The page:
Published on February 27, 2013 by Paul Alapat
Around 1,300 financial advisors, index providers, ETF sponsors, ETF issuers, banks, custodial firms, and data providers attended the Sixth Inside ETF Conference. We were among the 30 exhibitors sponsors.
Key themes from the conference:
Rapid growth of ETFs: Within the generally stagnant asset management segment, ETFs have been a bright spot. This segment has reported an average annual growth of about 30% per year. The industry now has about USD2tn funds under management, with USD1.3tn AUM in the US. Thanks to the proliferation of ETFs over the past decade, nearly all the gaps in the major asset classes have now been covered. Within developed markets, variety, transparency, low cost, tax savings, liquidity, and tradability have made ETFs the products of choice among investors and financial advisors.
ETFs rapidly replacing mutual funds: The overwhelming opinion at the conference, albeit a biased population, was that mutual funds, which are opaque and costly (100-300bps versus the 30bps average cost of ETFs), are at risk of extinction at the hands of ETFs. At Inside ETF, conference participation has been growing by leaps and bounds, and this conference is only six years old. The adoption of ETFs is rapidly spreading to retail investors as well as outside the US.
ETFs have given small hedge funds, portfolio managers, and retail investors the ability to access global investment themes at very low prices – often at a fraction of what it would have cost them to build similar portfolios by buying the underlying stocks and bonds. The cost of such tools is also getting cheaper every year with increased competition, technology, and liquidity. The cost of US large cap ETFs now averages 10bps or lower!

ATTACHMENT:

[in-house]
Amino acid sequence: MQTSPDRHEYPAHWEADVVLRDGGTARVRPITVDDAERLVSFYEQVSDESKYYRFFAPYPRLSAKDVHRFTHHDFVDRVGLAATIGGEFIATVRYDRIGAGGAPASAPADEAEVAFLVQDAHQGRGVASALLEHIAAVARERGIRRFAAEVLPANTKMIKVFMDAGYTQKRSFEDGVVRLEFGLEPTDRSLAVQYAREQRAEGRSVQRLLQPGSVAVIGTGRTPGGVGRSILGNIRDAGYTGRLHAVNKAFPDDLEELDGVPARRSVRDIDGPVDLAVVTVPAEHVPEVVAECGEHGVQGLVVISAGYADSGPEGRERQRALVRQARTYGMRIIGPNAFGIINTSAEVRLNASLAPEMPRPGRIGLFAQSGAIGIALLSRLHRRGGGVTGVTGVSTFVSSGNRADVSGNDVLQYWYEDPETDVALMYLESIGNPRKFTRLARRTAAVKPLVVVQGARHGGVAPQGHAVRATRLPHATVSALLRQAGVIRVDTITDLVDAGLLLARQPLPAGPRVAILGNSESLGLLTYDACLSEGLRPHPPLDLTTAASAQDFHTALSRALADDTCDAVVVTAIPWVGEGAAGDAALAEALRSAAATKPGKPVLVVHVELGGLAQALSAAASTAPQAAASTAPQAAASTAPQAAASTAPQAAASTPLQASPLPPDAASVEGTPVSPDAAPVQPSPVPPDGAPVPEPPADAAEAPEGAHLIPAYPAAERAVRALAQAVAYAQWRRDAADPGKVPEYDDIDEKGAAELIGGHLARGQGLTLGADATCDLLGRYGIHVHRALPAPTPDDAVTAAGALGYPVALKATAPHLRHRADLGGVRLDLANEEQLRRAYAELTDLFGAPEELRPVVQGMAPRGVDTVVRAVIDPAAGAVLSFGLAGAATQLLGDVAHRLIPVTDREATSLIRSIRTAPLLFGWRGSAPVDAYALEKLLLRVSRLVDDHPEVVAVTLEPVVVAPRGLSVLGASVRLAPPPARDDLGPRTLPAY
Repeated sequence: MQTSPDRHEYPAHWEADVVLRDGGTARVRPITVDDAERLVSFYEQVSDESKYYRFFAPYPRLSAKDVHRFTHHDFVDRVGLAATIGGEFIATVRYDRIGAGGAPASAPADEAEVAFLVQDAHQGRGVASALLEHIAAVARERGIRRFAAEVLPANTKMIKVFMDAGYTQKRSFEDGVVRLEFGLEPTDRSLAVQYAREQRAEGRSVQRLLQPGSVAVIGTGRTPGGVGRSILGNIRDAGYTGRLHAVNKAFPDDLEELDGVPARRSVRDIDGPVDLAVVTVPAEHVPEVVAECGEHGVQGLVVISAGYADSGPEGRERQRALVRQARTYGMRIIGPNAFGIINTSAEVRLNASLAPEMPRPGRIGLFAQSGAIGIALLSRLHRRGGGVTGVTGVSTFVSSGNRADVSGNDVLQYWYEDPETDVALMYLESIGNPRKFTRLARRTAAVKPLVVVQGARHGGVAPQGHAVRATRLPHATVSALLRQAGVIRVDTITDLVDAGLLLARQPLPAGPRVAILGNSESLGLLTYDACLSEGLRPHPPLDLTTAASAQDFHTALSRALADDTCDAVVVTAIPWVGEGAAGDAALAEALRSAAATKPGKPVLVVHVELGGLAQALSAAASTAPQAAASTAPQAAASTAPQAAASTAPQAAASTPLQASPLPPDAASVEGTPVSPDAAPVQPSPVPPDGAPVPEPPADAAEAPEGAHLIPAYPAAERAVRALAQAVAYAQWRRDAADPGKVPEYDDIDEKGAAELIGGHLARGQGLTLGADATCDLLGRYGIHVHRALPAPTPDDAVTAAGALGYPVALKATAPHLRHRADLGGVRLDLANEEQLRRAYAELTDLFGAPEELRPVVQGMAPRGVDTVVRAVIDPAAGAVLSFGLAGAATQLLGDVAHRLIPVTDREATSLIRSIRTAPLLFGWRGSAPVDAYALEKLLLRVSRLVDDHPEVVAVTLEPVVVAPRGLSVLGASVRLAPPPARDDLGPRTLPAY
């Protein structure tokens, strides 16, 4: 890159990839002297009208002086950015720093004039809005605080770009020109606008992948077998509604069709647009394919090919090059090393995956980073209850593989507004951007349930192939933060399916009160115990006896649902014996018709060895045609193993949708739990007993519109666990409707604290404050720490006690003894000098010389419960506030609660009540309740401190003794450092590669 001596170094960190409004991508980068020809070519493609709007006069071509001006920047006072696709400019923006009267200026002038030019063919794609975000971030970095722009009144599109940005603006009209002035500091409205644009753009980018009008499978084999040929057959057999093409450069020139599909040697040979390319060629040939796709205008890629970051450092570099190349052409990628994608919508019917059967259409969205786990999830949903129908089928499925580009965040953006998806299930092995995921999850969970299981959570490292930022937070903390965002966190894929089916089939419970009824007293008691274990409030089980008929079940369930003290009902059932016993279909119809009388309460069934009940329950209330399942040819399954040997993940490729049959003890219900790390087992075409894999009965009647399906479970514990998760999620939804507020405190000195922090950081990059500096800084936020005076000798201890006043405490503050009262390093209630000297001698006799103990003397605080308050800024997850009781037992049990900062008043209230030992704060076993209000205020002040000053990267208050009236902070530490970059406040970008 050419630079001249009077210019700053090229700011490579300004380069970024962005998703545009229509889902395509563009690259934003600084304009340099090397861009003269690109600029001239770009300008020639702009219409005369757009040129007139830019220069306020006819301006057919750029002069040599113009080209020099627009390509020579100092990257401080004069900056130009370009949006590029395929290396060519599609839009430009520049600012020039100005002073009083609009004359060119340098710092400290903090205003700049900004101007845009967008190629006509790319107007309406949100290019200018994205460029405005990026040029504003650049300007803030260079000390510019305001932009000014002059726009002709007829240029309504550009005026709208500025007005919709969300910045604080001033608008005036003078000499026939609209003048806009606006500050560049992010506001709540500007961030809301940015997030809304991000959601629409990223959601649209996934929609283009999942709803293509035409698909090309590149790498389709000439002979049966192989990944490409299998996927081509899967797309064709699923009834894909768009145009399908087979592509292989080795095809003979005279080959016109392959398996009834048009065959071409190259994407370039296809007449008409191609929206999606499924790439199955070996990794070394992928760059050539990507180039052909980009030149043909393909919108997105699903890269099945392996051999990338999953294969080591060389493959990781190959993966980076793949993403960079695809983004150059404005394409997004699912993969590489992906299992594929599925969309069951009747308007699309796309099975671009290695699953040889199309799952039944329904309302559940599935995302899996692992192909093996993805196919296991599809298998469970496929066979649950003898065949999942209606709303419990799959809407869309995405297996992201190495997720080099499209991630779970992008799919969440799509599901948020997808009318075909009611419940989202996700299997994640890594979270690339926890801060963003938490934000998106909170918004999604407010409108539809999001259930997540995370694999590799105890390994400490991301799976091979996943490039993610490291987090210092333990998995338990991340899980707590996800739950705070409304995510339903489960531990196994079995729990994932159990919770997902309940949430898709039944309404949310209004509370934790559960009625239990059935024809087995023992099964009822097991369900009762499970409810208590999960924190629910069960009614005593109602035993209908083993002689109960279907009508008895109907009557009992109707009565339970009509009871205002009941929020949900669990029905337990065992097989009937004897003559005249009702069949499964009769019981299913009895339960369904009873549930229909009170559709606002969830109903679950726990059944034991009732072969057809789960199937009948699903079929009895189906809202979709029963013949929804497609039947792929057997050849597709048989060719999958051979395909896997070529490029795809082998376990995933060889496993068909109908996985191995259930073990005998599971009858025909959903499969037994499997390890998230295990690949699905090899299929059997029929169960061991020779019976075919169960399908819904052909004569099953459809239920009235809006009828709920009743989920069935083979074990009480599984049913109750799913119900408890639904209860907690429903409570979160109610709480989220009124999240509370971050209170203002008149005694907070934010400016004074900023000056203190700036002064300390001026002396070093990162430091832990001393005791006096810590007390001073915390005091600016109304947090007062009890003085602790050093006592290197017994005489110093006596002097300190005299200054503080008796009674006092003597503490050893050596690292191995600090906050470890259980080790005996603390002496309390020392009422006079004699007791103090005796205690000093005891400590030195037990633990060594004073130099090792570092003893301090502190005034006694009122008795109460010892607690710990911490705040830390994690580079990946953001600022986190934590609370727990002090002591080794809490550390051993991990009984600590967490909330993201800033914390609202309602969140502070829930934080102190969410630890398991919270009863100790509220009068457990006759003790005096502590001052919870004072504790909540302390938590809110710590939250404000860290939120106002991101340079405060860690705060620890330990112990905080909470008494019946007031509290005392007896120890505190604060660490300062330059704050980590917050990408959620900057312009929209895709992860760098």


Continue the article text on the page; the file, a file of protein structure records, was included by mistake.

The outlook for ETFs: Looking ahead, most participants are skeptical of active ETFs and how they will have any outperformance over existing mutual funds. The ETF industry is generally dismissive of any risk-adjusted outperformance in excess of entry and exit loads by mutual funds; therefore, it is not looking to recreate any of that in active ETF structures. At this time, active ETFs account for less than 3% of total AUM in ETFs.
The opportunities lie in the US fixed income and commodities space, and globally in all asset classes.
Near term, there is a lot of demand for yen-hedged Japanese ETFs. Withholding taxes in the US will drive ETF issuance to London
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About the Author
Paul manages the Quantitative Services division at Acuity Knowledge Partners. He has over 22 years of capital markets’ experience in both research and trading. Previously, Paul was Chief Economist Asia (ex-Japan) at Nomura, Regional Financial Economist at Lehman Brothers, and a visiting Professor of Finance at IIM, Bangalore.
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